5. Khaled Mashal backing the cease fire. Khaled Mashal, the main spoiler until now has come out on top and the main decision maker in Palestinian politics. This is, once again, thanks to Olmert’s resistance to deal with Abbas more seriously. Khaled Mashal came to Egypt for talks with the Egyptian leadership and the Palestinian factions. Once Mashal agreed to the terms of the cease fire was it possible to reach agreement with Israel. Although Israel never negotiated directly with Mashal, Olmert’s chief of staff, Yoram Torbovich and his chief policy advisor, Shalom Turjeman were meeting regularly with Saeb Erikat and Abass’s chief of staff Rafiq Husseini.
Additionally, Israel has been in constant contact with Egyptian Security Minister Omar Suleiman and despite Suleiman’s rocky relationship with Mashal, he has the power and the ability to influence Mashal. Suleiman is on his way to Israel and Palestine to help to conclude the negotiations for a prisoner exchange that will bring about the release of Gilead Shalit. (more on this to follow).
6. The Olmert-Peretz feud. Both Olmert and Peretz are struggling to regain public confidence in their abilities to govern. Both are facing the lowest level of public support ever known by a Prime Minister and a Defense Minister in Israel. Over the past weeks, Peretz had initiated a dialogue with Abbas, much to the anger of Olmert. With a new feud between the two in place, it became clear that there would be a competition on who has the mandate to talk to the Palestinians. Although no direct meetings have yet been held, the competition between the two speeded up contacts between the advisors on both sides.
7. Marwan Barghouthi. In prison, Marwan Barghouthi has been actively engaged in internal Palestinian politics, helping to orchestrate the first tahdiya (calm or cease fire) and then leading the work on the prisoners’ document. Now, Barghouthi has been heavily engaged in the negotiations between the factions on reaching a new cease fire. Israel’s Channel 10 News disclosed last evening that Meretz MK Haim Oron (Jumas) has been deeply involved in intensive private meetings with Barghouthi for more than a year. The meetings were first authorized by Prime Minister Sharon and the by Olmert. We are sure to be seeing more of Barghouthi’s name in the press in the context of the future prisoner exchange. Now would be a very opportune time to release Barghouthi and to hope that he will capture the Palestinian leadership and lead other practical Palestinians towards new permanent status negotiations with Israel.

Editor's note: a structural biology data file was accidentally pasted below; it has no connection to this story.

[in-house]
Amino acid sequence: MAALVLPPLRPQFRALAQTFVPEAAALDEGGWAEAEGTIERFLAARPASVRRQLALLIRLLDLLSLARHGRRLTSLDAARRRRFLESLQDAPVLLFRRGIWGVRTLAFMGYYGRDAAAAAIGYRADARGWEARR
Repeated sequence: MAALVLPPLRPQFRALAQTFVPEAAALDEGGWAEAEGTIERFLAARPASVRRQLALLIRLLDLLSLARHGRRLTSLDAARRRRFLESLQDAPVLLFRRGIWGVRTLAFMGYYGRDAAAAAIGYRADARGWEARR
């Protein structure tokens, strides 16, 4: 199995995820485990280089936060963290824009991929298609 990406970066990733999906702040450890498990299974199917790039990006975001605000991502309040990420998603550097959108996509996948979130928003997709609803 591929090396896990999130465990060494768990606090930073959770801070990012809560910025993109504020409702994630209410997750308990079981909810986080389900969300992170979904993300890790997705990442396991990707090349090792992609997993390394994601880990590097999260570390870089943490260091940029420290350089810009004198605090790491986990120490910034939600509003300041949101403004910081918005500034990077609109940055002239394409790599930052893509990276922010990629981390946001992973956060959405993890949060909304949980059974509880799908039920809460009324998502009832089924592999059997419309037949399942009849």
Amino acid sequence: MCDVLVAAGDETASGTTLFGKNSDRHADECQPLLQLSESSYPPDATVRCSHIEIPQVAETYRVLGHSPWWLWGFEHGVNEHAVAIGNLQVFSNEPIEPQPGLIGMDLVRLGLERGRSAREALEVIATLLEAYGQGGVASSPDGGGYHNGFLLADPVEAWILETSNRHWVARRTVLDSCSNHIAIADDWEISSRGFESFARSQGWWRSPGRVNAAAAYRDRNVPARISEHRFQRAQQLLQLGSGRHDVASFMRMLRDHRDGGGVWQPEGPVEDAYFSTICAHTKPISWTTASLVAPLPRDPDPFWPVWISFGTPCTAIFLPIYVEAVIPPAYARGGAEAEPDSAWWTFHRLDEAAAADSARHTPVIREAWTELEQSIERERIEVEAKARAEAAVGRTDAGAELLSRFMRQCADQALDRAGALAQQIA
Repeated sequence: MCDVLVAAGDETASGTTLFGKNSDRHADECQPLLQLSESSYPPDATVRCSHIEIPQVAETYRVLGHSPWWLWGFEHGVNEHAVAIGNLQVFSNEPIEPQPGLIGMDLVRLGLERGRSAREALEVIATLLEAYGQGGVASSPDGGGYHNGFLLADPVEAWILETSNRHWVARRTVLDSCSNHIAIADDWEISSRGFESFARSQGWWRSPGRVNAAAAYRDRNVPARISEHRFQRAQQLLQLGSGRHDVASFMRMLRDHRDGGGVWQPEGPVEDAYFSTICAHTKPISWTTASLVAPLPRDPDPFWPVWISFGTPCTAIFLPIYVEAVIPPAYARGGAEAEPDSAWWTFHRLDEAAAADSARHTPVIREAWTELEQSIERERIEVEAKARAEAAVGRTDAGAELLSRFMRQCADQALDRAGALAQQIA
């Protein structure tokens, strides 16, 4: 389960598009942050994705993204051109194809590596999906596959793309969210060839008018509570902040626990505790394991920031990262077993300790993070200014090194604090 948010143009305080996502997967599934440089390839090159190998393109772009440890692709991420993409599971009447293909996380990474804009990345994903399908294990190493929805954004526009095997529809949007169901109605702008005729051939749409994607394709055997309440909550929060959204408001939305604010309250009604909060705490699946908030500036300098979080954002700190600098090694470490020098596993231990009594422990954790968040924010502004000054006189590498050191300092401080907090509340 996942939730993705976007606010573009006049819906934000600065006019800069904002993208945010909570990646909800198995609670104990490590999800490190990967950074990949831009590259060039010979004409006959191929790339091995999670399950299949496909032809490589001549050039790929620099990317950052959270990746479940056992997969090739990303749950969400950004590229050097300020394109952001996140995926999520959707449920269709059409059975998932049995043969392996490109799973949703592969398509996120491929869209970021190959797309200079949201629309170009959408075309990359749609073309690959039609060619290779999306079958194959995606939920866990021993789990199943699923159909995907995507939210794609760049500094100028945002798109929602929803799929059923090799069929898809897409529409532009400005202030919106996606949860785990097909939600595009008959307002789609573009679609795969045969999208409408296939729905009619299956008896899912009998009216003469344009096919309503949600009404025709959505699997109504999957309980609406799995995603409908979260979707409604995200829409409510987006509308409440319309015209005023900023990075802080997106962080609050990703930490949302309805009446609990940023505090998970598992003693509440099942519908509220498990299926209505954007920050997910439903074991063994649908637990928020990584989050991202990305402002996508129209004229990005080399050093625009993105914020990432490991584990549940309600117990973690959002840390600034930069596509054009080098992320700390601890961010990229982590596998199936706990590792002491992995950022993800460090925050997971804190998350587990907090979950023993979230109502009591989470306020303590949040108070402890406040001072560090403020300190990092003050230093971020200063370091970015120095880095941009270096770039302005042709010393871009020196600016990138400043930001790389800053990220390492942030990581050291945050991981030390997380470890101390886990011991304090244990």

The hope now is that the cease fire in Gaza will hold and that it will spread to the West Bank. Israel has given a green light for the return to the West Bank of the “Bader Brigade” – Palestinian forces in Jordan loyal to Abbas. A significant prisoner release including Barghouthi and the return of the Bader Brigade will help to stabilize the Palestinian situation. What will be important is for negotiations to resume between Olmert and Abbas that will strengthen the moderates. Additionally, life must return to more normalcy in the occupied territories. Israel must agree to re-open borders and crossings, to remove check points in the West Bank and to free the hundreds of millions of dollars of tax revenues that Israel is illegally holding since the elections of Hamas.
Prisoner exchange negotiations
Despite the optimism reported in the press about the negotiations and the statement of Olmert at the annual ceremony in memory of David Ben Gurion regarding a generous prisoner release, the negotiations are virtually frozen and the gaps are huge. Hamas is insisting to agree on the number of Palestinian prisoners to be released and the categories of prisoners to be included. Hamas is demanding that all of the women and minors be released (number about 400) and that an additional 1000 prisoners including those with life sentences, ill prisoners, Hamas politicians, leaders such as Marwan Barghouthi and Ahmad Saadat, and many others be included in the deal. Israel has been pressuring Hamas to submit lists of names in order to be more concrete in the negotiations. Hamas has insisted to first agree on the numbers and the categories and only then to submit the list of names. Israel has apparently agreed thus far to release between 300-400 prisoners.
Khaled Mashal and other Hamas leaders have said that they would like to end this affair as soon as possible, but that they would not compromise on the number of prisoners to be released. Mashal has said that they have patience and can continue to hold Shalit for months. Despite the political and security difficulties in releasing prisoners, I am afraid that without meeting the Hamas demands, Gilead Shalit will remain in the hands of the kidnappers for many more months. It is time to bring him home.
Gershon Baskin is the Co-CEO of IPCRI – the Israel/Palestine Center for Research and Information. www.ipcri.org